User avatar
dinnerstick
 
Posts: 1015
Joined: Wed Jan 22, 2014 7:51 am
Location: Utrecht NL
Model: 20 litres

Re: Common Cider

Unread postby HopSong » Thu Jan 29, 2015 1:52 pm

This is very similar to what I do, Nesto. I use a variety of juices.. both filtered and unfiltered. I like Mussleman's, TreeTop, Whole Foods. Here is my basic recipe.. but parts of it do get modified depending on the flavor I want. Also, I both bottle and keg my cider and only do 2.5 gallon batches. Kegging doesn't require a lot of care.. but, bottling does. I like my cider carbonated and not "dry".. but not sweet. So, when I bottle, I typically will add some concentrated flavoring such as, in this case, apple/raspberry concentrated juice and bottle.

Cider #2 Started 1/14/14
OG: 1.050 Rack Grav: FG: 1.000 ABV: 6.7%
1 G Apple Cider (Whole Foods brand- Unfiltered) (or TreeTop or Safeway)
1 G Mussleman’s unfiltered Apple Cider from Walmart.
1 Qt Cranberry Juice Cocktail (Safeway brand)
2 Green Tea bags steeped
1.5 Tbsp Lemon Juice Concentrate
1 tsp Pectic Enzyme
1 tsp Yeast Nutrient
5 oz Brown Sugar
1/2 sachet Mangrove Jack Cider Yeast
1 can Safeway Apple/Raspberry frozen concentrate
Sorbate
Stevia

Take 2 cups water and bring to a boil. Steep the tea for 10 minutes.
Squeeze bags and discard. Stir in pectic enzyme, yeast nutrient, lemon juice and brown sugar till dissolved.

Add apple cider to sanitized fermenter and pour in the tea mixture.
Add apple juice and cranberry juice and shake well to aerate.
Add yeast and cap with air lock.

Placed fermenter in a large bucket of water to drop temp below ambient.
Ferment temp: 66* to 68* F (desired range 64-85*)

De-gas 3-5 times a day for at least the first 4 days by shaking the carboy.

At FG, tasted dry and had enough residual bitterness.
Will cold crash in keezer for 5 days, add some sweetener, TBD, and bottle.

Cold crash did not help. Re-chilling and will add 1 tsp gelatin. 2/10/14

Gelatin worked well. As of 2/12 it had cleared enough to rack into a CO2 filled container. Back sweetened with 3/4 can of frozen Apple/Raspberry Concentrate which was 30tbsp and 6 tbsp Stevia. Added 1 tsp sorbate and bottled. Let’s hope it stops fermentation or I have bombs. Will store in basement for safety.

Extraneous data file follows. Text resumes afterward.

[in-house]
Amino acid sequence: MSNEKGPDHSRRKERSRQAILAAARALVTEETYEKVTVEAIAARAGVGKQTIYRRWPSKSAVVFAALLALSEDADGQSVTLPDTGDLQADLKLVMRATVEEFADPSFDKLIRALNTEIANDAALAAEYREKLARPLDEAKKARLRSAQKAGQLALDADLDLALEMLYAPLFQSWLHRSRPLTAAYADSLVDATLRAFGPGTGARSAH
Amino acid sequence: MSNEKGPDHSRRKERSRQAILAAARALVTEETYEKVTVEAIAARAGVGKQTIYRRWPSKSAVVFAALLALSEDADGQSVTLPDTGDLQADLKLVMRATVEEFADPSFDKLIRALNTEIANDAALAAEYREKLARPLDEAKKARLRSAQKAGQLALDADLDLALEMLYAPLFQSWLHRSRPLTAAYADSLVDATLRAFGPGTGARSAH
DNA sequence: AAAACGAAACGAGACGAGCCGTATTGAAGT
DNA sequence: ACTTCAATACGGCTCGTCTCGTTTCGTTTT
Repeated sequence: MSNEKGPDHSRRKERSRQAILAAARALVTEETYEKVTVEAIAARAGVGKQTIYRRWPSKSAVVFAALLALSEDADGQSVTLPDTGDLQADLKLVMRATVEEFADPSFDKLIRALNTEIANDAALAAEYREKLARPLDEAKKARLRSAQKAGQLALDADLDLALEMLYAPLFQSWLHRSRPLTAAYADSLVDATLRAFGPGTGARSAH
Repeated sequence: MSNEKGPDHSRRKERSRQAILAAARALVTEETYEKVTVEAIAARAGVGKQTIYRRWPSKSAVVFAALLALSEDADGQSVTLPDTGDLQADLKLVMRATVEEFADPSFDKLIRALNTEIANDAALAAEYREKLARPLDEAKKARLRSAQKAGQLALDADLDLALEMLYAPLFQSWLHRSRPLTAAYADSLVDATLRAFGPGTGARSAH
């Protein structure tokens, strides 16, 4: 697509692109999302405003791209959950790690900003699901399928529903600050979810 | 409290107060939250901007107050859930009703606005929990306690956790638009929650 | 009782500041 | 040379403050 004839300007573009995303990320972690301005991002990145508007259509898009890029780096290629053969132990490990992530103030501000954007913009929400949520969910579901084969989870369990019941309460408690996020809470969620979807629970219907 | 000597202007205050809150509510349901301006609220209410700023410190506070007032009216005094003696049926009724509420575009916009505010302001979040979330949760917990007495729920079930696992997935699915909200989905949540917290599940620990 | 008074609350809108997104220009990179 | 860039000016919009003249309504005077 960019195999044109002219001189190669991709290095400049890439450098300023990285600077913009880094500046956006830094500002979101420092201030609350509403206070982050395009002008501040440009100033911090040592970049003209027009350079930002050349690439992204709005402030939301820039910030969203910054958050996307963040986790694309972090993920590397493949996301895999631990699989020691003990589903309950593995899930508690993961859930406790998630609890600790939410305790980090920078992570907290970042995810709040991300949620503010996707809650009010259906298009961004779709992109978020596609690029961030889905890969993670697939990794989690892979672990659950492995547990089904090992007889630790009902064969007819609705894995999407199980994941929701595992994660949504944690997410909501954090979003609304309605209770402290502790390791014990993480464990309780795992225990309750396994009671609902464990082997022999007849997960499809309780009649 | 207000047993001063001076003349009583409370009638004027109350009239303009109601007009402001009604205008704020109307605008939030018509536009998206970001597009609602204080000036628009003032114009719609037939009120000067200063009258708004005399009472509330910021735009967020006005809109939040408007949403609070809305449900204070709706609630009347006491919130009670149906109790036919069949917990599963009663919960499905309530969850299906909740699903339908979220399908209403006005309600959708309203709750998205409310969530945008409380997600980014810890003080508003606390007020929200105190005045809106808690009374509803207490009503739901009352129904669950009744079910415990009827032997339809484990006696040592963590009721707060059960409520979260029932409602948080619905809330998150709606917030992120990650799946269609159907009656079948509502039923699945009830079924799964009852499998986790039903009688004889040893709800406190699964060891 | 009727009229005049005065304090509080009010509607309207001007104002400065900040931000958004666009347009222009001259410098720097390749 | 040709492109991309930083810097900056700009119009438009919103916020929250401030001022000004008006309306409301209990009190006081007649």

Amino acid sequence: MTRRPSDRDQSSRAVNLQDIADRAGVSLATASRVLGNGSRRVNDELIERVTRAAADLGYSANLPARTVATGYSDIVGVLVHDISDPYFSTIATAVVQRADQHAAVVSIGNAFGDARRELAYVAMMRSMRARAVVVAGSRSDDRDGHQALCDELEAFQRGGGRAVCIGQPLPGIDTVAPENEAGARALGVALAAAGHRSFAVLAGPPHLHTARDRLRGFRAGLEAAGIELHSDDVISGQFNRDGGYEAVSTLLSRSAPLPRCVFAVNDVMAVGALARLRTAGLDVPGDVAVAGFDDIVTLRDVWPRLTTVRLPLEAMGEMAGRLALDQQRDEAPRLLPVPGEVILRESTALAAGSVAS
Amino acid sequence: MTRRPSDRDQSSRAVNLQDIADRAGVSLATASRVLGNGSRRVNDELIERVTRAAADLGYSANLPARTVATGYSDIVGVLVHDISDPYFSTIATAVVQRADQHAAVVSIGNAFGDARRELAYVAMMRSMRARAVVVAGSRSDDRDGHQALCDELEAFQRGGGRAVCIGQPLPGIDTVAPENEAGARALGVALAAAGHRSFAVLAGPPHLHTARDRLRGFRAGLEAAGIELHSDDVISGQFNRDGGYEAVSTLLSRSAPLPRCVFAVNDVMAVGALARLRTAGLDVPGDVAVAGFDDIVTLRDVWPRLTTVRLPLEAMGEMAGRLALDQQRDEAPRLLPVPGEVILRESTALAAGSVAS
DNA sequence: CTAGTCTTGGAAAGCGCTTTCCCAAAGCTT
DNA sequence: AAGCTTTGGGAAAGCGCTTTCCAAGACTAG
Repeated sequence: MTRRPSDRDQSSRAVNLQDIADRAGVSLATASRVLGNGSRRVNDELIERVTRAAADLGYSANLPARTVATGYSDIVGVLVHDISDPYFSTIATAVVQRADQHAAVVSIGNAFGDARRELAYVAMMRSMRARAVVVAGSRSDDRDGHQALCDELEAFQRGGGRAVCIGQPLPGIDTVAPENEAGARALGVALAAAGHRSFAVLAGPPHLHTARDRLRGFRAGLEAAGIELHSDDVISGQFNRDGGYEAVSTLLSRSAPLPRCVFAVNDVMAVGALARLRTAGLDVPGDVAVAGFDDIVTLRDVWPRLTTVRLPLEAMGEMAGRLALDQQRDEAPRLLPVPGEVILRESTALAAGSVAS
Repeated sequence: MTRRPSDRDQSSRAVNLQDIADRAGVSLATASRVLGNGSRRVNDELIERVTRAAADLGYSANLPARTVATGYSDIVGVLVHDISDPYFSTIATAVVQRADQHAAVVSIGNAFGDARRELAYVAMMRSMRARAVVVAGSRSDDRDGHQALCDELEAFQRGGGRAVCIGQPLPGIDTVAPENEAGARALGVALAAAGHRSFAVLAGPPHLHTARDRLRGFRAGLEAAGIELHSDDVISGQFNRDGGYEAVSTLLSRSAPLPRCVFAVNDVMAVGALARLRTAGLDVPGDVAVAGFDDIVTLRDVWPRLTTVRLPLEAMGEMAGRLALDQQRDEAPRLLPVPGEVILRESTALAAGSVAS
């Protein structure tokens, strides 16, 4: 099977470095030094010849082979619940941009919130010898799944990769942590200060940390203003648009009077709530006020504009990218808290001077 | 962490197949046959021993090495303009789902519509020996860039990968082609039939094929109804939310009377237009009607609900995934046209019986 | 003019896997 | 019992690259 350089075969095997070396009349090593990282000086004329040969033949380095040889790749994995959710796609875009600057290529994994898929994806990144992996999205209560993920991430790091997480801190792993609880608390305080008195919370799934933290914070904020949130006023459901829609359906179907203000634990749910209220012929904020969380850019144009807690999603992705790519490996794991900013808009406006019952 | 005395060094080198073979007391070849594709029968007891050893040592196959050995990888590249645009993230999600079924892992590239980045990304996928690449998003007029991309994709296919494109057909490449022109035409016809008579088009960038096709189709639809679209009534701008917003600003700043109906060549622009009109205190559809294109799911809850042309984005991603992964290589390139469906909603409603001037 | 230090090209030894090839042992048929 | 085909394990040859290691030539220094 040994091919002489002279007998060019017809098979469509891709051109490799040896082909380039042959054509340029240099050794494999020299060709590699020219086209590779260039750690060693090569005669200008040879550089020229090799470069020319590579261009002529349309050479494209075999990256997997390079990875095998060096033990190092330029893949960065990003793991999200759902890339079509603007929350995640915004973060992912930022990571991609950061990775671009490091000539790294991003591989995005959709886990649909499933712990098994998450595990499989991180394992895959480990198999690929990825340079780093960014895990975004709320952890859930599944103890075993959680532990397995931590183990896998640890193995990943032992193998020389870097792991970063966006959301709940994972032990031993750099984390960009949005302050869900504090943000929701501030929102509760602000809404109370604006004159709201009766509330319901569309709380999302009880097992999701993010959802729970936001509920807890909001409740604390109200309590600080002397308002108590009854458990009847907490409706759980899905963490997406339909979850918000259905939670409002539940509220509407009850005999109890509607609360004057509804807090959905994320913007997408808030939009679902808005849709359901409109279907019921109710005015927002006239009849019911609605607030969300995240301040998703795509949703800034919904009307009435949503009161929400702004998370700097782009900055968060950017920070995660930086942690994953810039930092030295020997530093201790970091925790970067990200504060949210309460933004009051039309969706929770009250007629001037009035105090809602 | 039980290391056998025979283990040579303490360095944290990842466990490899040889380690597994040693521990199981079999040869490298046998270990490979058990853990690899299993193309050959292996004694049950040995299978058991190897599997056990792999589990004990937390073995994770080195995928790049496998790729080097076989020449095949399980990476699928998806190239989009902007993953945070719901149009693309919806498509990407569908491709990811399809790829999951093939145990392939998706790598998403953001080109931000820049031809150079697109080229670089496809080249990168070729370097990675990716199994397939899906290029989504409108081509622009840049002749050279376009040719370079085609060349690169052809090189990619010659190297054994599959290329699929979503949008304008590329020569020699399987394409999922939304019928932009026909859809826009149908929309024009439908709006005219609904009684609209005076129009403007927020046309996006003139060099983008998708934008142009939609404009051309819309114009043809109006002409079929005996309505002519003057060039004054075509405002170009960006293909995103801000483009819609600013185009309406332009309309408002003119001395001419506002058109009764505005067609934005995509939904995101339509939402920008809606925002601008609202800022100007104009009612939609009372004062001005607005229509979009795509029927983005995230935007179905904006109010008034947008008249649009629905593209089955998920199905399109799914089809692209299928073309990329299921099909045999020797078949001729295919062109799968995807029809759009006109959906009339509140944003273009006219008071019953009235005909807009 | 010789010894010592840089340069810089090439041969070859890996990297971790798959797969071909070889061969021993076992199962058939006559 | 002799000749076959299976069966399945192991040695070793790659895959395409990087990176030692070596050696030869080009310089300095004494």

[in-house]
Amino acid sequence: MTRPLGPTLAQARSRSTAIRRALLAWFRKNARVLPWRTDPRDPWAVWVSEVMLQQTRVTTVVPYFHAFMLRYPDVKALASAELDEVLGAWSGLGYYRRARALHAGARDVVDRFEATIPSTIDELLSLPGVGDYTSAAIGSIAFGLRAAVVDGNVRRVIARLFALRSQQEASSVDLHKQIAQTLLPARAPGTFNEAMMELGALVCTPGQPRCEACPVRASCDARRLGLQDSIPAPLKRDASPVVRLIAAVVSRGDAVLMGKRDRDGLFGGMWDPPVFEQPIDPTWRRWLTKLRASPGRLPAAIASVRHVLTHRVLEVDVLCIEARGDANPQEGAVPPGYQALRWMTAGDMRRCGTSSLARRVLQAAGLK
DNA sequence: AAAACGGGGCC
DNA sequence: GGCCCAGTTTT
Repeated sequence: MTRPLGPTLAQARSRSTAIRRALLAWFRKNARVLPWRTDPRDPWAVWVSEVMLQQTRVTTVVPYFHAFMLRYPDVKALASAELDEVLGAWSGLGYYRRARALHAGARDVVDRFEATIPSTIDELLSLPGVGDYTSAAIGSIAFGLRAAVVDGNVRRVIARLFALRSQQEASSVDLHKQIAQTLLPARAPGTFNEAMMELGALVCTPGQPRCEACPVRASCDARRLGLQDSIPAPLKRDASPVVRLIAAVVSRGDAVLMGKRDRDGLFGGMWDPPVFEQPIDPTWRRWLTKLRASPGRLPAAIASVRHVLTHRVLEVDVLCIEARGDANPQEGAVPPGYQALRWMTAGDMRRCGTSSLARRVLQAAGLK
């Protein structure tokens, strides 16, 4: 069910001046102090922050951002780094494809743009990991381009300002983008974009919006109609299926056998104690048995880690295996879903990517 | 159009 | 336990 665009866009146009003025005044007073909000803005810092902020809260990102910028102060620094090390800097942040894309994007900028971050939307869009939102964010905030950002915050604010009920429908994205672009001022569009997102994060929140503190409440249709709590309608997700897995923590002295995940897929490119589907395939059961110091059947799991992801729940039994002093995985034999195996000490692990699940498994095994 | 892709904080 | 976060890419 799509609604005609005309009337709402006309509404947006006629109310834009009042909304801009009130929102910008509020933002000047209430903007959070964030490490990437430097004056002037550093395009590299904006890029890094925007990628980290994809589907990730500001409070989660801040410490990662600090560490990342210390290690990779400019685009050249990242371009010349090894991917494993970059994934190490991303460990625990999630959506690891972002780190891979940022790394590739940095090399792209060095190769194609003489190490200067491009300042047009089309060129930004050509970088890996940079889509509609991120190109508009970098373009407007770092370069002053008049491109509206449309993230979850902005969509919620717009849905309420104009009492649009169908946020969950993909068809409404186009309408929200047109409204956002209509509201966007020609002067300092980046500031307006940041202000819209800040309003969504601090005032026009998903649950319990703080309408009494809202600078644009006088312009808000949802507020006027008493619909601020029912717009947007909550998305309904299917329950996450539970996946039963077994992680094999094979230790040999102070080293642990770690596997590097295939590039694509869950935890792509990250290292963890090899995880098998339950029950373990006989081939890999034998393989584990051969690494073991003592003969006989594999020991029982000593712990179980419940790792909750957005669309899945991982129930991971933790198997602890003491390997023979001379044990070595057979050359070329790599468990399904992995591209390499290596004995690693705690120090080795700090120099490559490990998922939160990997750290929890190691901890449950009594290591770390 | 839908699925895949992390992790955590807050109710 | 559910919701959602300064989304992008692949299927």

We’ll see if I can wait until mid April to try it. This recipe turned out a great cider.
Cheers, Bill
Santa Rosa, CA
----------------------------
Hop Song Brewing Co.
User avatar
HopSong
 
Posts: 354
Joined: Tue May 27, 2014 4:14 pm
Location: Santa Rosa, CA, USofA
Model: 20 litres

Re: Common Cider

Unread postby dinnerstick » Thu Jan 29, 2015 4:35 pm

I moved my recipe to this thread to join the others, but it snuck in above HbgBill's...
(and it is a braumeister recipe, technically)
User avatar
dinnerstick
 
Posts: 1015
Joined: Wed Jan 22, 2014 7:51 am
Location: Utrecht NL
Model: 20 litres

Common Cider

Unread postby Nesto » Fri Jan 30, 2015 6:42 am

dinnerstick wrote:.... Now the fun part. Pasteurize bottles in the braumeister. If you added any sugar whatsoever as a backsweetener, you need to pasteurize or you will have bottle bombs. Fill the BM just below bottle height, set to 65 and run the pump(s). Add as many bottles as will be almost completely submerged, and pasteurize them for 30 minutes. Repeat with remaining bottles. You need to pasteurize pretty quickly after the cider gets to room temperature (morning after is probably fine, depends how much yeast is there), or they could already referment, and may explode. Exploding bottles are not dangerous if submerged in water, but are VERY dangerous in air. The bottled cider is very stable, drink immediately or age for a year or more.

I still think I'll keg carb, but I love the idea of using the BM to pasteurize! Way better temp control than all the folks who do stovetop (or dishwasher!)
___________________________
Check out my brewing blog... http://www.sycamorecreekbrewing.com/
User avatar
Nesto
 
Posts: 790
Joined: Tue Jan 21, 2014 8:03 pm
Location: Northern California
Model: 20 litres

Re: Common Cider

Unread postby HopSong » Sun Feb 01, 2015 9:23 pm

I have had a few explode or crack while pasteurizing.. I think I found the answer.. but, first. I do back sweeten and let the bottles start fermentation for two days. Then put them in heated water. When they explode it it big. Keep the entire kettle covered. I did and the lid blew off the kettle and saturated the kitchen with glass and cider.

So, I ran a test using just sugar water. When I filled the bottles using the standard bottle filler.. the bottles were filled to about 1" (25mm) below the top of the neck. When heated for 10 minutes in 180*F water, the level of the liquid had expanded to the top of the bottle neck. I believe the explosions and fractures had more to do with expansion rather than gas buildup. I can't prove it though.